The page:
One of the mysteries of the English language finally explained.
Be connected with (someone or something) to the extent specified.‘John's got a lot to do with that bribery scandal’‘half the country believed rock 'n' roll had something to do with national decline’
- ‘He told a jury at Sheffield Crown Court yesterday he had nothing to do with either the murders or the shooting.’
- ‘Perhaps this has something to do with why I failed as an architecture student.’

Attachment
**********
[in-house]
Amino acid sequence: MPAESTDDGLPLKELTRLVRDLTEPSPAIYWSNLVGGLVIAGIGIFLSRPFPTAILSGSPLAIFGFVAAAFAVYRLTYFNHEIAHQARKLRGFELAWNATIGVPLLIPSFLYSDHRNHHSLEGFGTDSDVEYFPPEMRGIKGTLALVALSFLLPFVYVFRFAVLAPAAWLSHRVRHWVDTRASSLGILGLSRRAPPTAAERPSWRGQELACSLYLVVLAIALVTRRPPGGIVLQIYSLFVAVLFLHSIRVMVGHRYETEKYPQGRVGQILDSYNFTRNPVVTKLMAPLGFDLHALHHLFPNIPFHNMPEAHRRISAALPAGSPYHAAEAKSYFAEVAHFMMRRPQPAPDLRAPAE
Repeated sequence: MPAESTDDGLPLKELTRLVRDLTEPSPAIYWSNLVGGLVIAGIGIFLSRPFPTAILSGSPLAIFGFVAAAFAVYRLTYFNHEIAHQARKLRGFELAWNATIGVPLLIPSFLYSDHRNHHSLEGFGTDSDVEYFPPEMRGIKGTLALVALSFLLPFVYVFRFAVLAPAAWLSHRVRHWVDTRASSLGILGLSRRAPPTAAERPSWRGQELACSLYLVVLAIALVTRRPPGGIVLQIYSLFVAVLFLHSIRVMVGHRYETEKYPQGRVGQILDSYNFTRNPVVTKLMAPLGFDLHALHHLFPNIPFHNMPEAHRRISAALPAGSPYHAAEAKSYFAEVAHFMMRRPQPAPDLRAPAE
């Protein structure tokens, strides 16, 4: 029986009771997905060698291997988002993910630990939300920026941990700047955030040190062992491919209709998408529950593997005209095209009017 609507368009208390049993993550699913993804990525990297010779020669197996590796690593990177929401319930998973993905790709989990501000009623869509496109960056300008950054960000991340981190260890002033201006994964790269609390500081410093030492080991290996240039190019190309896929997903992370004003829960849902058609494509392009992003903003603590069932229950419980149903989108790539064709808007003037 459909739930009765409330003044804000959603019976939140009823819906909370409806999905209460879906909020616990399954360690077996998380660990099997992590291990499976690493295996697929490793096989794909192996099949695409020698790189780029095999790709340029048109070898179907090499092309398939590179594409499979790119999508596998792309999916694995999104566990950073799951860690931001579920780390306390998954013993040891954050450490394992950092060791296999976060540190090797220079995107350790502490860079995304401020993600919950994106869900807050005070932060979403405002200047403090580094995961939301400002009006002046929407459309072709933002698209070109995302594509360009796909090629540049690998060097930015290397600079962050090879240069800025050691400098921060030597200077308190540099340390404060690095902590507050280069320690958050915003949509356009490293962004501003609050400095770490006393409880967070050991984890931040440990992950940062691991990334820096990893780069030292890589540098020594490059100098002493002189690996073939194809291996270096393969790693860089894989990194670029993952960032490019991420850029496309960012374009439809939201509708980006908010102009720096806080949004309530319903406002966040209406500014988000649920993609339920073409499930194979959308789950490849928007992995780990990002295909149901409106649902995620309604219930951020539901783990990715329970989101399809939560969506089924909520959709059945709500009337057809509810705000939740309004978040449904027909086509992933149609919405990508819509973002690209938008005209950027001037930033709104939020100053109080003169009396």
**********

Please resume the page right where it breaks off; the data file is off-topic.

- ‘They tried to make a big deal out of it, but the truth is that the governor had nothing to do with that.’
- ‘Players do not like criticism and maybe that had something to do with what happened today.’
- ‘He sees himself as a pioneer in the field he has chosen, which actually has nothing to do with what he did in college.’
- ‘The problem has nothing to do with too much tax or too few incentives.’
- ‘This has nothing to do with how much faith you have or how you feel.’
- ‘This could have something to do with why a lot of people don't see any importance in marriage.’
- ‘She wondered if the long dry hot weather may have something to do with what she was seeing.’
- ‘I used to be in the Forces for five years and that might have something to do with how calm I was.’
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